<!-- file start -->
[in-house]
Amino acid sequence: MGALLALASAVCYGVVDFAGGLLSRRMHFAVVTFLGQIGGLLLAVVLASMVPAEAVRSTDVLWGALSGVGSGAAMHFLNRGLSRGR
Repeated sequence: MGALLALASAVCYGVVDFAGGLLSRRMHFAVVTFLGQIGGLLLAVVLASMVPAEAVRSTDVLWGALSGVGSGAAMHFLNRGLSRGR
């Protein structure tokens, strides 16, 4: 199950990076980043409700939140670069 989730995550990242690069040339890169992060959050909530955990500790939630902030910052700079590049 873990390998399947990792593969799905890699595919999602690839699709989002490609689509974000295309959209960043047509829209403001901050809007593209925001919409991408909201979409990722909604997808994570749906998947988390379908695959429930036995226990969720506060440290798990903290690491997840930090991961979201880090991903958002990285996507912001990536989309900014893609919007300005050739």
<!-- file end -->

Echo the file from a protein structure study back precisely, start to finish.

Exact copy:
[in-house]
Amino acid sequence: MGALLALASAVCYGVVDFAGGLLSRRMHFAVVTFLGQIGGLLLAVVLASMVPAEAVRSTDVLWGALSGVGSGAAMHFLNRGLSRGR
Repeated sequence: MGALLALASAVCYGVVDFAGGLLSRRMHFAVVTFLGQIGGLLLAVVLASMVPAEAVRSTDVLWGALSGVGSGAAMHFLNRGLSRGR
């Protein structure tokens, strides 16, 4: 199950990076980043409700939140670069 989730995550990242690069040339890169992060959050909530955990500790939630902030910052700079590049 873990390998399947990792593969799905890699595919999602690839699709989002490609689509974000295309959209960043047509829209403001901050809007593209925001919409991408909201979409990722909604997808994570749906998947988390379908695959429930036995226990969720506060440290798990903290690491997840930090991961979201880090991903958002990285996507912001990536989309900014893609919007300005050739």